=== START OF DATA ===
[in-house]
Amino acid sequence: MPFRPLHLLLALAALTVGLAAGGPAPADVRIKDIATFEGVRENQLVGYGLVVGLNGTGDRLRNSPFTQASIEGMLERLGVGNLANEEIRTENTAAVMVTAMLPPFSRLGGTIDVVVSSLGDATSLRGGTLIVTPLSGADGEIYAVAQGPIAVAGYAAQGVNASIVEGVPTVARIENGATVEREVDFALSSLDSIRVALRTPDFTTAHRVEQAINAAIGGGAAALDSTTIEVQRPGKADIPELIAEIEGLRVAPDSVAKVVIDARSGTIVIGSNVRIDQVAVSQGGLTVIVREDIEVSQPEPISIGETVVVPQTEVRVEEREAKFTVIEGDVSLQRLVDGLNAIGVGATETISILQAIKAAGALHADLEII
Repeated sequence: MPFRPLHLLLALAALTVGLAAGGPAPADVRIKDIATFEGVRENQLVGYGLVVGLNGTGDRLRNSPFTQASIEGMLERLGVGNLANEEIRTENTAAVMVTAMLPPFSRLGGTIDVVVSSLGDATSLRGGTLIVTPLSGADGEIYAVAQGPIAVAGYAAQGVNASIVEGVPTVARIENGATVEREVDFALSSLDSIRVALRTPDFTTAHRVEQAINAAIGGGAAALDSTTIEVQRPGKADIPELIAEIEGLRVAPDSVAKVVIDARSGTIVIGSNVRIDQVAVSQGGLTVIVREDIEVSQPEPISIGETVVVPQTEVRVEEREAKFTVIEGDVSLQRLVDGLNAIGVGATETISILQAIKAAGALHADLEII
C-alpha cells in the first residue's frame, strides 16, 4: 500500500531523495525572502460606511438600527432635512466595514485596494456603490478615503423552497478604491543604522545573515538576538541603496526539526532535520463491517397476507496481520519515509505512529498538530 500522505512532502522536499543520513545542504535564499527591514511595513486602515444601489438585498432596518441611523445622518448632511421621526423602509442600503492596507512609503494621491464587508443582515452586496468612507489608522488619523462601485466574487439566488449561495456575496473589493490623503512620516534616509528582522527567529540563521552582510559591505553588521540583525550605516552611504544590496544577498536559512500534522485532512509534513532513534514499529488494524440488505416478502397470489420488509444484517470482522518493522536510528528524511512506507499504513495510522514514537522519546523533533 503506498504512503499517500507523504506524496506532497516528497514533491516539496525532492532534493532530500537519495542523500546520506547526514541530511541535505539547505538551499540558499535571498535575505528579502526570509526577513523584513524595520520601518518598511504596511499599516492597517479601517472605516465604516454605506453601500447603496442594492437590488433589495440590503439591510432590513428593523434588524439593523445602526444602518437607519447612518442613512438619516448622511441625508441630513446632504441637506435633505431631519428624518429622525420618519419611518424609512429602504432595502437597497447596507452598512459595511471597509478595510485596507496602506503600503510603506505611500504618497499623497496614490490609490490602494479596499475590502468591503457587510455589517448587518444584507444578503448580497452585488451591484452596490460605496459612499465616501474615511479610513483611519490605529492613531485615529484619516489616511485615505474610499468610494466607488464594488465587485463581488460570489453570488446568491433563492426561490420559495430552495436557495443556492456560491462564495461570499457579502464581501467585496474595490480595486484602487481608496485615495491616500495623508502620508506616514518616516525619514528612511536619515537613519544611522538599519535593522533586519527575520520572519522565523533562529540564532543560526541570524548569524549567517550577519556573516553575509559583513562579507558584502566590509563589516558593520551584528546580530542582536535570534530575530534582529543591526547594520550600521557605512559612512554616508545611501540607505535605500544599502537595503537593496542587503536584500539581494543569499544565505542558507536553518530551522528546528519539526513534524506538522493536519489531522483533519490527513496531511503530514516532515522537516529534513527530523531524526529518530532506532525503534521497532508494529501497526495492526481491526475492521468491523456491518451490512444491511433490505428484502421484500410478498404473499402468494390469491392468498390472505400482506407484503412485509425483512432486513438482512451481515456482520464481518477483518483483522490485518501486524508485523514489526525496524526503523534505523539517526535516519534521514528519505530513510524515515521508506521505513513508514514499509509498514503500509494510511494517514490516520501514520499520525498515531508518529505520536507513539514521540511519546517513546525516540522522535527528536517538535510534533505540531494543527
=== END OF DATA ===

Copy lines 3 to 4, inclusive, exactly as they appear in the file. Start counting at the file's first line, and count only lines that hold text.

Repeated sequence: MPFRPLHLLLALAALTVGLAAGGPAPADVRIKDIATFEGVRENQLVGYGLVVGLNGTGDRLRNSPFTQASIEGMLERLGVGNLANEEIRTENTAAVMVTAMLPPFSRLGGTIDVVVSSLGDATSLRGGTLIVTPLSGADGEIYAVAQGPIAVAGYAAQGVNASIVEGVPTVARIENGATVEREVDFALSSLDSIRVALRTPDFTTAHRVEQAINAAIGGGAAALDSTTIEVQRPGKADIPELIAEIEGLRVAPDSVAKVVIDARSGTIVIGSNVRIDQVAVSQGGLTVIVREDIEVSQPEPISIGETVVVPQTEVRVEEREAKFTVIEGDVSLQRLVDGLNAIGVGATETISILQAIKAAGALHADLEII
C-alpha cells in the first residue's frame, strides 16, 4: 500500500531523495525572502460606511438600527432635512466595514485596494456603490478615503423552497478604491543604522545573515538576538541603496526539526532535520463491517397476507496481520519515509505512529498538530 500522505512532502522536499543520513545542504535564499527591514511595513486602515444601489438585498432596518441611523445622518448632511421621526423602509442600503492596507512609503494621491464587508443582515452586496468612507489608522488619523462601485466574487439566488449561495456575496473589493490623503512620516534616509528582522527567529540563521552582510559591505553588521540583525550605516552611504544590496544577498536559512500534522485532512509534513532513534514499529488494524440488505416478502397470489420488509444484517470482522518493522536510528528524511512506507499504513495510522514514537522519546523533533 503506498504512503499517500507523504506524496506532497516528497514533491516539496525532492532534493532530500537519495542523500546520506547526514541530511541535505539547505538551499540558499535571498535575505528579502526570509526577513523584513524595520520601518518598511504596511499599516492597517479601517472605516465604516454605506453601500447603496442594492437590488433589495440590503439591510432590513428593523434588524439593523445602526444602518437607519447612518442613512438619516448622511441625508441630513446632504441637506435633505431631519428624518429622525420618519419611518424609512429602504432595502437597497447596507452598512459595511471597509478595510485596507496602506503600503510603506505611500504618497499623497496614490490609490490602494479596499475590502468591503457587510455589517448587518444584507444578503448580497452585488451591484452596490460605496459612499465616501474615511479610513483611519490605529492613531485615529484619516489616511485615505474610499468610494466607488464594488465587485463581488460570489453570488446568491433563492426561490420559495430552495436557495443556492456560491462564495461570499457579502464581501467585496474595490480595486484602487481608496485615495491616500495623508502620508506616514518616516525619514528612511536619515537613519544611522538599519535593522533586519527575520520572519522565523533562529540564532543560526541570524548569524549567517550577519556573516553575509559583513562579507558584502566590509563589516558593520551584528546580530542582536535570534530575530534582529543591526547594520550600521557605512559612512554616508545611501540607505535605500544599502537595503537593496542587503536584500539581494543569499544565505542558507536553518530551522528546528519539526513534524506538522493536519489531522483533519490527513496531511503530514516532515522537516529534513527530523531524526529518530532506532525503534521497532508494529501497526495492526481491526475492521468491523456491518451490512444491511433490505428484502421484500410478498404473499402468494390469491392468498390472505400482506407484503412485509425483512432486513438482512451481515456482520464481518477483518483483522490485518501486524508485523514489526525496524526503523534505523539517526535516519534521514528519505530513510524515515521508506521505513513508514514499509509498514503500509494510511494517514490516520501514520499520525498515531508518529505520536507513539514521540511519546517513546525516540522522535527528536517538535510534533505540531494543527